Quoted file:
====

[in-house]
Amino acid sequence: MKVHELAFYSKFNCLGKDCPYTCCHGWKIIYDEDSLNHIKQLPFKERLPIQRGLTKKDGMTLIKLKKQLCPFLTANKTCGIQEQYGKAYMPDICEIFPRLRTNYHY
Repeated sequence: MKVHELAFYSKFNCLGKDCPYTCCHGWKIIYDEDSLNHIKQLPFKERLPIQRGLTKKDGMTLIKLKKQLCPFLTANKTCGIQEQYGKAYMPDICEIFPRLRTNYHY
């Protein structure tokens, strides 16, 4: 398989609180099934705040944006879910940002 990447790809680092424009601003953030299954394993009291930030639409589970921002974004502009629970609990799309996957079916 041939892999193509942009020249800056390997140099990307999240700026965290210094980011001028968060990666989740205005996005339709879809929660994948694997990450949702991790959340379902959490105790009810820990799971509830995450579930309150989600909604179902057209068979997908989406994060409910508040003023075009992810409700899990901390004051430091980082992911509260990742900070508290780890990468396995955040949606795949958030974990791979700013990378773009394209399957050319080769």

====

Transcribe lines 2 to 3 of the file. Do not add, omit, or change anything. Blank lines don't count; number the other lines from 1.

Amino acid sequence: MKVHELAFYSKFNCLGKDCPYTCCHGWKIIYDEDSLNHIKQLPFKERLPIQRGLTKKDGMTLIKLKKQLCPFLTANKTCGIQEQYGKAYMPDICEIFPRLRTNYHY
Repeated sequence: MKVHELAFYSKFNCLGKDCPYTCCHGWKIIYDEDSLNHIKQLPFKERLPIQRGLTKKDGMTLIKLKKQLCPFLTANKTCGIQEQYGKAYMPDICEIFPRLRTNYHY